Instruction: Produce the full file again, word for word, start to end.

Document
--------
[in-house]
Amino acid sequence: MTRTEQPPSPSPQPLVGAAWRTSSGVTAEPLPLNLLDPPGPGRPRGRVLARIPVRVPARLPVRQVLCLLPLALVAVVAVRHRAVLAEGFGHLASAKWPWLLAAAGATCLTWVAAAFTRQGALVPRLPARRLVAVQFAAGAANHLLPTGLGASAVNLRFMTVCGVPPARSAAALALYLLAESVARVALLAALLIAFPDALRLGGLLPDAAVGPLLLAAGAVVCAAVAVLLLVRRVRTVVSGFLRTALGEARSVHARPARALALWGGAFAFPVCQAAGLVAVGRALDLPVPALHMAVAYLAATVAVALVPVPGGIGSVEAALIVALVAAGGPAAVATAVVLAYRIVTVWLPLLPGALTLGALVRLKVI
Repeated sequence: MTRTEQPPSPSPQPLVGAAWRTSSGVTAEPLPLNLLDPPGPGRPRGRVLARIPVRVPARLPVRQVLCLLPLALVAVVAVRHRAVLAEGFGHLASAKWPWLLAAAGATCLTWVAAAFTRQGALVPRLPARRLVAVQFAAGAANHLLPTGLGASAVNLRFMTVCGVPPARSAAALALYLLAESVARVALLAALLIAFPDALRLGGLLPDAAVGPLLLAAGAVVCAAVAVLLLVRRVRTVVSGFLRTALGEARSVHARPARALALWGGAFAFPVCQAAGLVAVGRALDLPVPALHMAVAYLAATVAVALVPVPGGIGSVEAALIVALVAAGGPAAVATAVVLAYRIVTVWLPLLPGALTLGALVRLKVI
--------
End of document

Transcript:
[in-house]
Amino acid sequence: MTRTEQPPSPSPQPLVGAAWRTSSGVTAEPLPLNLLDPPGPGRPRGRVLARIPVRVPARLPVRQVLCLLPLALVAVVAVRHRAVLAEGFGHLASAKWPWLLAAAGATCLTWVAAAFTRQGALVPRLPARRLVAVQFAAGAANHLLPTGLGASAVNLRFMTVCGVPPARSAAALALYLLAESVARVALLAALLIAFPDALRLGGLLPDAAVGPLLLAAGAVVCAAVAVLLLVRRVRTVVSGFLRTALGEARSVHARPARALALWGGAFAFPVCQAAGLVAVGRALDLPVPALHMAVAYLAATVAVALVPVPGGIGSVEAALIVALVAAGGPAAVATAVVLAYRIVTVWLPLLPGALTLGALVRLKVI
Repeated sequence: MTRTEQPPSPSPQPLVGAAWRTSSGVTAEPLPLNLLDPPGPGRPRGRVLARIPVRVPARLPVRQVLCLLPLALVAVVAVRHRAVLAEGFGHLASAKWPWLLAAAGATCLTWVAAAFTRQGALVPRLPARRLVAVQFAAGAANHLLPTGLGASAVNLRFMTVCGVPPARSAAALALYLLAESVARVALLAALLIAFPDALRLGGLLPDAAVGPLLLAAGAVVCAAVAVLLLVRRVRTVVSGFLRTALGEARSVHARPARALALWGGAFAFPVCQAAGLVAVGRALDLPVPALHMAVAYLAATVAVALVPVPGGIGSVEAALIVALVAAGGPAAVATAVVLAYRIVTVWLPLLPGALTLGALVRLKVI